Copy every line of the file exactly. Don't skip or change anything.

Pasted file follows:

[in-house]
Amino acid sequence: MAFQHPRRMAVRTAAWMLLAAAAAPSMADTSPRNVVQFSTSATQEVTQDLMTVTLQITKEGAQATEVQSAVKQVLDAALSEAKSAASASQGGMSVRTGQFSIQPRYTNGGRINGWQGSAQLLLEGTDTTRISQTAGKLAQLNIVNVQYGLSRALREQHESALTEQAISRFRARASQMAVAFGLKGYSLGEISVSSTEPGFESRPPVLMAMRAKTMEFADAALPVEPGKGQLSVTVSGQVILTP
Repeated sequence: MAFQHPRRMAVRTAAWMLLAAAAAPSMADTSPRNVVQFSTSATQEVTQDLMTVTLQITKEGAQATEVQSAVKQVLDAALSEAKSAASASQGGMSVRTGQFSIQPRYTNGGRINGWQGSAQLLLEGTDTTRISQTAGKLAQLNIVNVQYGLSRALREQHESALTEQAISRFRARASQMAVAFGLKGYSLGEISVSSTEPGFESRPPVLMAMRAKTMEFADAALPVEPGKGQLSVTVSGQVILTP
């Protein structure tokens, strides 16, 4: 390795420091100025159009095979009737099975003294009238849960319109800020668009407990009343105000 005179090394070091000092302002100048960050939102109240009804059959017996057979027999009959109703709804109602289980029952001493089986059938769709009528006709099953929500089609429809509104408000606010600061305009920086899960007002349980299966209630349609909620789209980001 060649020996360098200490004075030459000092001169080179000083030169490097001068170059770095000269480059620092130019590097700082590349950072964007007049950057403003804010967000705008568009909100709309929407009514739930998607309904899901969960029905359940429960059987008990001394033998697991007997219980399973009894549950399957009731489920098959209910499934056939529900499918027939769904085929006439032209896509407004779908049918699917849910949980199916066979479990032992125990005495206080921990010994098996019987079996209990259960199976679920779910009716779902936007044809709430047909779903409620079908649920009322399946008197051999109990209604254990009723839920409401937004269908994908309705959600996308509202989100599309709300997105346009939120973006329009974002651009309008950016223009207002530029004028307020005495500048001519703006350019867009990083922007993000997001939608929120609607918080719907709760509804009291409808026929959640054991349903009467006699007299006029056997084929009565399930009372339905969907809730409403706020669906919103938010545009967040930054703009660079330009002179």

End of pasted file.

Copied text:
[in-house]
Amino acid sequence: MAFQHPRRMAVRTAAWMLLAAAAAPSMADTSPRNVVQFSTSATQEVTQDLMTVTLQITKEGAQATEVQSAVKQVLDAALSEAKSAASASQGGMSVRTGQFSIQPRYTNGGRINGWQGSAQLLLEGTDTTRISQTAGKLAQLNIVNVQYGLSRALREQHESALTEQAISRFRARASQMAVAFGLKGYSLGEISVSSTEPGFESRPPVLMAMRAKTMEFADAALPVEPGKGQLSVTVSGQVILTP
Repeated sequence: MAFQHPRRMAVRTAAWMLLAAAAAPSMADTSPRNVVQFSTSATQEVTQDLMTVTLQITKEGAQATEVQSAVKQVLDAALSEAKSAASASQGGMSVRTGQFSIQPRYTNGGRINGWQGSAQLLLEGTDTTRISQTAGKLAQLNIVNVQYGLSRALREQHESALTEQAISRFRARASQMAVAFGLKGYSLGEISVSSTEPGFESRPPVLMAMRAKTMEFADAALPVEPGKGQLSVTVSGQVILTP
């Protein structure tokens, strides 16, 4: 390795420091100025159009095979009737099975003294009238849960319109800020668009407990009343105000 005179090394070091000092302002100048960050939102109240009804059959017996057979027999009959109703709804109602289980029952001493089986059938769709009528006709099953929500089609429809509104408000606010600061305009920086899960007002349980299966209630349609909620789209980001 060649020996360098200490004075030459000092001169080179000083030169490097001068170059770095000269480059620092130019590097700082590349950072964007007049950057403003804010967000705008568009909100709309929407009514739930998607309904899901969960029905359940429960059987008990001394033998697991007997219980399973009894549950399957009731489920098959209910499934056939529900499918027939769904085929006439032209896509407004779908049918699917849910949980199916066979479990032992125990005495206080921990010994098996019987079996209990259960199976679920779910009716779902936007044809709430047909779903409620079908649920009322399946008197051999109990209604254990009723839920409401937004269908994908309705959600996308509202989100599309709300997105346009939120973006329009974002651009309008950016223009207002530029004028307020005495500048001519703006350019867009990083922007993000997001939608929120609607918080719907709760509804009291409808026929959640054991349903009467006699007299006029056997084929009565399930009372339905969907809730409403706020669906919103938010545009967040930054703009660079330009002179």